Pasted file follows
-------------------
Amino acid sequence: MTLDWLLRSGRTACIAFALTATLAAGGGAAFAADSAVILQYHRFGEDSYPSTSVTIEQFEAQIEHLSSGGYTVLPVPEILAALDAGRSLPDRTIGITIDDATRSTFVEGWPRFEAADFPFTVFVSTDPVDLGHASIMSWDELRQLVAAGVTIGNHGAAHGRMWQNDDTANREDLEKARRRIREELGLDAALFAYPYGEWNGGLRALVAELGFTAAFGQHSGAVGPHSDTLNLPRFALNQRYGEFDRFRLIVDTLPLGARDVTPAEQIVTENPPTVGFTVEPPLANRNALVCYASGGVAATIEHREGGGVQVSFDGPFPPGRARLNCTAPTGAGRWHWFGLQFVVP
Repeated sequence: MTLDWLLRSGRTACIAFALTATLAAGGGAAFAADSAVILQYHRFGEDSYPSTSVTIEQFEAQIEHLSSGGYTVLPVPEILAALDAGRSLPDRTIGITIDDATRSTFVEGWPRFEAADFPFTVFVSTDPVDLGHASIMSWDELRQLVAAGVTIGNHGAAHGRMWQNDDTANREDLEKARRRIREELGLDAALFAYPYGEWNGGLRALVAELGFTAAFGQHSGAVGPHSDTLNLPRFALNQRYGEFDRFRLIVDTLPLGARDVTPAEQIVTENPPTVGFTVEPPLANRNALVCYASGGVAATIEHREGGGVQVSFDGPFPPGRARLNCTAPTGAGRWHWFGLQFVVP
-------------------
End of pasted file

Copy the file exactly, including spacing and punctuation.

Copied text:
Amino acid sequence: MTLDWLLRSGRTACIAFALTATLAAGGGAAFAADSAVILQYHRFGEDSYPSTSVTIEQFEAQIEHLSSGGYTVLPVPEILAALDAGRSLPDRTIGITIDDATRSTFVEGWPRFEAADFPFTVFVSTDPVDLGHASIMSWDELRQLVAAGVTIGNHGAAHGRMWQNDDTANREDLEKARRRIREELGLDAALFAYPYGEWNGGLRALVAELGFTAAFGQHSGAVGPHSDTLNLPRFALNQRYGEFDRFRLIVDTLPLGARDVTPAEQIVTENPPTVGFTVEPPLANRNALVCYASGGVAATIEHREGGGVQVSFDGPFPPGRARLNCTAPTGAGRWHWFGLQFVVP
Repeated sequence: MTLDWLLRSGRTACIAFALTATLAAGGGAAFAADSAVILQYHRFGEDSYPSTSVTIEQFEAQIEHLSSGGYTVLPVPEILAALDAGRSLPDRTIGITIDDATRSTFVEGWPRFEAADFPFTVFVSTDPVDLGHASIMSWDELRQLVAAGVTIGNHGAAHGRMWQNDDTANREDLEKARRRIREELGLDAALFAYPYGEWNGGLRALVAELGFTAAFGQHSGAVGPHSDTLNLPRFALNQRYGEFDRFRLIVDTLPLGARDVTPAEQIVTENPPTVGFTVEPPLANRNALVCYASGGVAATIEHREGGGVQVSFDGPFPPGRARLNCTAPTGAGRWHWFGLQFVVP